Looking at archived results, the bike leg could be fast. If it’s the same route as ’09 then – at 54 miles – it’s a shade under the standard distance. There also appears to be plenty of A roads on the route up north-east through Dorchester to Bere Regis and back, allowing some good sustained riding. Past participants have referred to it as “flat to rolling”, so we’ll see. It’s always nye on impossible to predict bike times, such is the impact of course profile; but, I’d be delighted with anything sub 3hrs.

The exit from T2 sends runners down some steps – which will be novel in a race – and onto the Weymouth sea front. It’s a two lap course and I’m reliably informed there’s “only one real hill” and the rest is pretty flat. Given the time of year it could well be a warm day; hydration will be important and it will also provide an opportunity to test out race nutrition strategy in general. If all this winter training pays off and I get my tactics right then I’m hoping to put in something like a 1h40 run time, running just under 7.45 min miles. Coach Trew’s question slash statement about Weymouth was: “this one is pretty serious to see where we are, OK?” I felt yes was really the only answer!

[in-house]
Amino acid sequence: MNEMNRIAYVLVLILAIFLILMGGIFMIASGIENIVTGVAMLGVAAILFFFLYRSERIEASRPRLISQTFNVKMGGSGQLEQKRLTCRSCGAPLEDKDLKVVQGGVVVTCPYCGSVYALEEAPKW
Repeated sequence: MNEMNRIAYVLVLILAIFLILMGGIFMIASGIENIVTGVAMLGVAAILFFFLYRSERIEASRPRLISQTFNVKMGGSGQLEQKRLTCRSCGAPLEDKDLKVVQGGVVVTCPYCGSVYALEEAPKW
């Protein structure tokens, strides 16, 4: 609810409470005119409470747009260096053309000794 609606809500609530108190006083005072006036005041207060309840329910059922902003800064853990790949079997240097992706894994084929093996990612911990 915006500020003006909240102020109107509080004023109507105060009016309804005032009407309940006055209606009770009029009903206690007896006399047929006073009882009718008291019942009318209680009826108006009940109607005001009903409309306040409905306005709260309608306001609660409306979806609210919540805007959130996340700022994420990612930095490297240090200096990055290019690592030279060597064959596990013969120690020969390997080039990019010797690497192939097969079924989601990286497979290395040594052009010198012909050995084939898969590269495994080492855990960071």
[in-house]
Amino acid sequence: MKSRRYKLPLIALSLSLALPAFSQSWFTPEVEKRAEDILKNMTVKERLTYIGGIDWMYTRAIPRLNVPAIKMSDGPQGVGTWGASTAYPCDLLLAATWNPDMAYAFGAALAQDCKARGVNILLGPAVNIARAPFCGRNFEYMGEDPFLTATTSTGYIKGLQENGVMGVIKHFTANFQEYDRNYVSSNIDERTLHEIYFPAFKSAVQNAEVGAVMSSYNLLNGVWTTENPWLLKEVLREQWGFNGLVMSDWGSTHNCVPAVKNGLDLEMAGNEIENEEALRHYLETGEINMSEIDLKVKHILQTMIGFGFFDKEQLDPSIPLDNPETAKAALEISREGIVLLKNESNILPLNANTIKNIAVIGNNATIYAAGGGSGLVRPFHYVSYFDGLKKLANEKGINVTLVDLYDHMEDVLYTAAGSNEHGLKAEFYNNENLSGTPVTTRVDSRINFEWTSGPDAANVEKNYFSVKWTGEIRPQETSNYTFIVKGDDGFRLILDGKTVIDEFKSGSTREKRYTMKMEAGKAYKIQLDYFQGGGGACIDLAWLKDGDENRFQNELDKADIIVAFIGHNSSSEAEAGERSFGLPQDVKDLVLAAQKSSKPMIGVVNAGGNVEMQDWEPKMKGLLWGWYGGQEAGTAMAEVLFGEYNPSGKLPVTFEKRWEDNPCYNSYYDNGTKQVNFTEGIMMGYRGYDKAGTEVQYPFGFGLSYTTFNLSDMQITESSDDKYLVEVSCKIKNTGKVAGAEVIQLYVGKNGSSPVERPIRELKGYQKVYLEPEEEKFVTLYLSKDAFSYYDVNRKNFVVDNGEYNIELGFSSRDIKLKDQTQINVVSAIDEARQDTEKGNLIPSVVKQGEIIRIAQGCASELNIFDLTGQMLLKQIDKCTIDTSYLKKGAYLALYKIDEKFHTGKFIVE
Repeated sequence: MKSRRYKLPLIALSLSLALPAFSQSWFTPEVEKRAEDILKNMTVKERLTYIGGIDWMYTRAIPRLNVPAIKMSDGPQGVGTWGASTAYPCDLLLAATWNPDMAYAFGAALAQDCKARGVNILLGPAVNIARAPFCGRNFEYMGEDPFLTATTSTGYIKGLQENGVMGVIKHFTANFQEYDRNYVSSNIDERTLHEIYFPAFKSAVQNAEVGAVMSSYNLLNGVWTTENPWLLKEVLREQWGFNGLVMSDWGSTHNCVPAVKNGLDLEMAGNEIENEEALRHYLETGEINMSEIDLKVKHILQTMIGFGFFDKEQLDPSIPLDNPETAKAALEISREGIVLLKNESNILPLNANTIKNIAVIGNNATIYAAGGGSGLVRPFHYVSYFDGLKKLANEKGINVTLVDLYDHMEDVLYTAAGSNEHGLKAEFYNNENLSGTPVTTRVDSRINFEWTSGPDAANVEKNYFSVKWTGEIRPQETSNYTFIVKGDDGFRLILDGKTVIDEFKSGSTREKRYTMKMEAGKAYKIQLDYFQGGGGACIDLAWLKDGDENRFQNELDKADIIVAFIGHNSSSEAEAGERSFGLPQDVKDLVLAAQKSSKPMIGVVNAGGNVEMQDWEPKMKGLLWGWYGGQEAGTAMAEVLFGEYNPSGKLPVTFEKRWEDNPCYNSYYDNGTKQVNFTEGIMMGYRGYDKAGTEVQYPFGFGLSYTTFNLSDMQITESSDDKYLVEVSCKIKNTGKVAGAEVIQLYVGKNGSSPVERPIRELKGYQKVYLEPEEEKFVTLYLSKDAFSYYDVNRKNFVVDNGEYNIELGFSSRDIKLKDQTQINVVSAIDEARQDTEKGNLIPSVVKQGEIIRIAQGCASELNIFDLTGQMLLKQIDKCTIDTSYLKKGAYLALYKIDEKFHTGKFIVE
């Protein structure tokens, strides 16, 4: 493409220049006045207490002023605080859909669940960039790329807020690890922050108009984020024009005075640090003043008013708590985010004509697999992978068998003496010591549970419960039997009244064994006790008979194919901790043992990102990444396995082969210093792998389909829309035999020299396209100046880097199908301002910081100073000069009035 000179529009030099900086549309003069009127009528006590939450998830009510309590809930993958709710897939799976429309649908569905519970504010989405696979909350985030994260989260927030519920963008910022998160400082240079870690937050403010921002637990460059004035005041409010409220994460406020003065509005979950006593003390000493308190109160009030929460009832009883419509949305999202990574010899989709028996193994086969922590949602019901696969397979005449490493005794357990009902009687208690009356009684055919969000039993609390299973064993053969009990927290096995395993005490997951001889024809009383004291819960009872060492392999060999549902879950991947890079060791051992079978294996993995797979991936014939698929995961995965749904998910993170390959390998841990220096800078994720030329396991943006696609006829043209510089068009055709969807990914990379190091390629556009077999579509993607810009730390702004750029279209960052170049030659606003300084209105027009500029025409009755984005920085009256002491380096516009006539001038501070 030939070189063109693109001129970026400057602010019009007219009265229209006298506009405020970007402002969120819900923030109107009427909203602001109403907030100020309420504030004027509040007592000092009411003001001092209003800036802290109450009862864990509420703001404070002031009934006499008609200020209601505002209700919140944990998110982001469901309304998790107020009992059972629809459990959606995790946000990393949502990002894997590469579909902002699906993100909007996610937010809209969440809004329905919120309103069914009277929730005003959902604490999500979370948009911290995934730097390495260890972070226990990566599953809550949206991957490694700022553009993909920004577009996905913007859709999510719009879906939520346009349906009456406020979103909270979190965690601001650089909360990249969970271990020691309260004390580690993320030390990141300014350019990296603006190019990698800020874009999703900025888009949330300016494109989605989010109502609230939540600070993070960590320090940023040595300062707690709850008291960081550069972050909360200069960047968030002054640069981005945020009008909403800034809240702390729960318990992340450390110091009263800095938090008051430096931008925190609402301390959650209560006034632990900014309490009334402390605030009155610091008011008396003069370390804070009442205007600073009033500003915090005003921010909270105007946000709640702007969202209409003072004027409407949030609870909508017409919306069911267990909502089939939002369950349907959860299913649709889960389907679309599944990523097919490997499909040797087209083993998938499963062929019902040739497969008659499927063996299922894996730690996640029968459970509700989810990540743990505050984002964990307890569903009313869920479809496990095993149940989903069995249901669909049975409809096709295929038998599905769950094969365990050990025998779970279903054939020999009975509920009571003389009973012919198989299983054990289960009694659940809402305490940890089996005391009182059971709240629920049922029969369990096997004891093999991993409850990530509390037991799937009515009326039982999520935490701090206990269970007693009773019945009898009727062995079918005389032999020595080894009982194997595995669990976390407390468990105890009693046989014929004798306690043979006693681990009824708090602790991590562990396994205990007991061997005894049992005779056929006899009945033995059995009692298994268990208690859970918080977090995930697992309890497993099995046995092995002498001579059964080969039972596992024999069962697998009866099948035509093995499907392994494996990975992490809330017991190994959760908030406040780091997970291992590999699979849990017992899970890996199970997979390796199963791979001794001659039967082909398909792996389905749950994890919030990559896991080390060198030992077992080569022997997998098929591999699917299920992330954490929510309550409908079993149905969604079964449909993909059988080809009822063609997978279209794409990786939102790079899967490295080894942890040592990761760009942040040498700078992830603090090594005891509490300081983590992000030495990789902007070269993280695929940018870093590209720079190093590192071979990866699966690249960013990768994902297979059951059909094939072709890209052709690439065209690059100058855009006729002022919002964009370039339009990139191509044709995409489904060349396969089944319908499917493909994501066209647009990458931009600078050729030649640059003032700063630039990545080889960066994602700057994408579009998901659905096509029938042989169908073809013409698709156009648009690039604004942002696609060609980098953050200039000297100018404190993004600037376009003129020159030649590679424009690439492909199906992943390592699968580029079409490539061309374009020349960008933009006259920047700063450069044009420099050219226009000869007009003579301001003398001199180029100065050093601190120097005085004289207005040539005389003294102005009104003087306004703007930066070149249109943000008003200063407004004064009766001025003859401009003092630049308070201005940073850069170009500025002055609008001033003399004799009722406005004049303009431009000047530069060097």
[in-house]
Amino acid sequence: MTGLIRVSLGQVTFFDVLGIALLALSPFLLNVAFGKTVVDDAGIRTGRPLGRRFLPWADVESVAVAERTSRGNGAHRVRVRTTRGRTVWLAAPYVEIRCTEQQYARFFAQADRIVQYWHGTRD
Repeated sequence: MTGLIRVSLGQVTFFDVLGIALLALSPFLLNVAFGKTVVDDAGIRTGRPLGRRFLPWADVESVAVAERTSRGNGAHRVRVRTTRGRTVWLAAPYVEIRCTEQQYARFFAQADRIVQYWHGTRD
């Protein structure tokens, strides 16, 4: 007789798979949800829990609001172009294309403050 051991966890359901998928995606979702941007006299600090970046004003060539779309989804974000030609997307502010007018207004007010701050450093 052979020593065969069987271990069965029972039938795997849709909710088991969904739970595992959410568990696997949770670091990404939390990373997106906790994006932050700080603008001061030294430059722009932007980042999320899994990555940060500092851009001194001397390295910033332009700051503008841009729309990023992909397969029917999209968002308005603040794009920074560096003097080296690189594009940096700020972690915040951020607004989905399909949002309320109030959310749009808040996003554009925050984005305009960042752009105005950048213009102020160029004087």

Here’s what some people who’ve previously completed Weymouth had to say:

“I like the weymouth race as it’s low key, cheap and easy on the schedule.”Toby Radcliffe, professional triathlete.

“great event. it’s our club middle distance champs so always a good turn out. can often be hot…”Ewan McKay, Crystal Palace Triathletes.

————–

Al has put together  an interesting preview of my other overseas challenge this year: the Maratona dles Dolomites. Check it out.